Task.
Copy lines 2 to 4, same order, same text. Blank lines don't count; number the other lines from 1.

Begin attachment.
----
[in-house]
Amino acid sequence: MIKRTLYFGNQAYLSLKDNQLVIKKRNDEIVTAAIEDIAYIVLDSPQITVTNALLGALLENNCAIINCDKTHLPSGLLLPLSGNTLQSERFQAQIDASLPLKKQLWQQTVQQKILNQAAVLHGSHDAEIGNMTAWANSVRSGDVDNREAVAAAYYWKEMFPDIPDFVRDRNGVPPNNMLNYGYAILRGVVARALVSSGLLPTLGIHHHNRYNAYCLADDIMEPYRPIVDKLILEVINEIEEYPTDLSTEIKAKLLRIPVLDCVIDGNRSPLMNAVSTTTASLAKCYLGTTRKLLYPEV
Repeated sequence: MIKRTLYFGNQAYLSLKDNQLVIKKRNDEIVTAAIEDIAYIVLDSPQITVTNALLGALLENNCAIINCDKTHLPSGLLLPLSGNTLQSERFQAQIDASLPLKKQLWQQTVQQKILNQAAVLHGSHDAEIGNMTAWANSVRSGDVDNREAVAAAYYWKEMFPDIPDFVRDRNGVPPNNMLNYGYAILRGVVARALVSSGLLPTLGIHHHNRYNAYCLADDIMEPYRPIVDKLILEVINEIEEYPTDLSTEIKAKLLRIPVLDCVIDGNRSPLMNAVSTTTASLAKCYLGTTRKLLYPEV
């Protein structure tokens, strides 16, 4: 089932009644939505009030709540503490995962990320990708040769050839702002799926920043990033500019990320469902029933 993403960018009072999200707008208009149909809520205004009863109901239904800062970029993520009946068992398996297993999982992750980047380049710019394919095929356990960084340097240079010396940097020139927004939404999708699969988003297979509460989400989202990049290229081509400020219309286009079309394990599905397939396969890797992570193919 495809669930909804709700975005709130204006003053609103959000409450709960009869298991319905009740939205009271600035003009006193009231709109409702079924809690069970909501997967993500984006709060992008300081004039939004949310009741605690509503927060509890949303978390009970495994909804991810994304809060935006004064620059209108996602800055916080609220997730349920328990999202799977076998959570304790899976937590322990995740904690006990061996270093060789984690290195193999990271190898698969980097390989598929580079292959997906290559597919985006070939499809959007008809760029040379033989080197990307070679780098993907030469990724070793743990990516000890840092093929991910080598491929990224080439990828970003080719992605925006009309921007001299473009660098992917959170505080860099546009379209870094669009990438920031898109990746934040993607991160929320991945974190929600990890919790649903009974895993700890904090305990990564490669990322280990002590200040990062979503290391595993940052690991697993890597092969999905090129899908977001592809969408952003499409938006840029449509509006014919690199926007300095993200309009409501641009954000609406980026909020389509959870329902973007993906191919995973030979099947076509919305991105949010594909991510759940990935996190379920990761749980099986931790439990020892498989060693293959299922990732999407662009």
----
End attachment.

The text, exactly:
Amino acid sequence: MIKRTLYFGNQAYLSLKDNQLVIKKRNDEIVTAAIEDIAYIVLDSPQITVTNALLGALLENNCAIINCDKTHLPSGLLLPLSGNTLQSERFQAQIDASLPLKKQLWQQTVQQKILNQAAVLHGSHDAEIGNMTAWANSVRSGDVDNREAVAAAYYWKEMFPDIPDFVRDRNGVPPNNMLNYGYAILRGVVARALVSSGLLPTLGIHHHNRYNAYCLADDIMEPYRPIVDKLILEVINEIEEYPTDLSTEIKAKLLRIPVLDCVIDGNRSPLMNAVSTTTASLAKCYLGTTRKLLYPEV
Repeated sequence: MIKRTLYFGNQAYLSLKDNQLVIKKRNDEIVTAAIEDIAYIVLDSPQITVTNALLGALLENNCAIINCDKTHLPSGLLLPLSGNTLQSERFQAQIDASLPLKKQLWQQTVQQKILNQAAVLHGSHDAEIGNMTAWANSVRSGDVDNREAVAAAYYWKEMFPDIPDFVRDRNGVPPNNMLNYGYAILRGVVARALVSSGLLPTLGIHHHNRYNAYCLADDIMEPYRPIVDKLILEVINEIEEYPTDLSTEIKAKLLRIPVLDCVIDGNRSPLMNAVSTTTASLAKCYLGTTRKLLYPEV
């Protein structure tokens, strides 16, 4: 089932009644939505009030709540503490995962990320990708040769050839702002799926920043990033500019990320469902029933 993403960018009072999200707008208009149909809520205004009863109901239904800062970029993520009946068992398996297993999982992750980047380049710019394919095929356990960084340097240079010396940097020139927004939404999708699969988003297979509460989400989202990049290229081509400020219309286009079309394990599905397939396969890797992570193919 495809669930909804709700975005709130204006003053609103959000409450709960009869298991319905009740939205009271600035003009006193009231709109409702079924809690069970909501997967993500984006709060992008300081004039939004949310009741605690509503927060509890949303978390009970495994909804991810994304809060935006004064620059209108996602800055916080609220997730349920328990999202799977076998959570304790899976937590322990995740904690006990061996270093060789984690290195193999990271190898698969980097390989598929580079292959997906290559597919985006070939499809959007008809760029040379033989080197990307070679780098993907030469990724070793743990990516000890840092093929991910080598491929990224080439990828970003080719992605925006009309921007001299473009660098992917959170505080860099546009379209870094669009990438920031898109990746934040993607991160929320991945974190929600990890919790649903009974895993700890904090305990990564490669990322280990002590200040990062979503290391595993940052690991697993890597092969999905090129899908977001592809969408952003499409938006840029449509509006014919690199926007300095993200309009409501641009954000609406980026909020389509959870329902973007993906191919995973030979099947076509919305991105949010594909991510759940990935996190379920990761749980099986931790439990020892498989060693293959299922990732999407662009």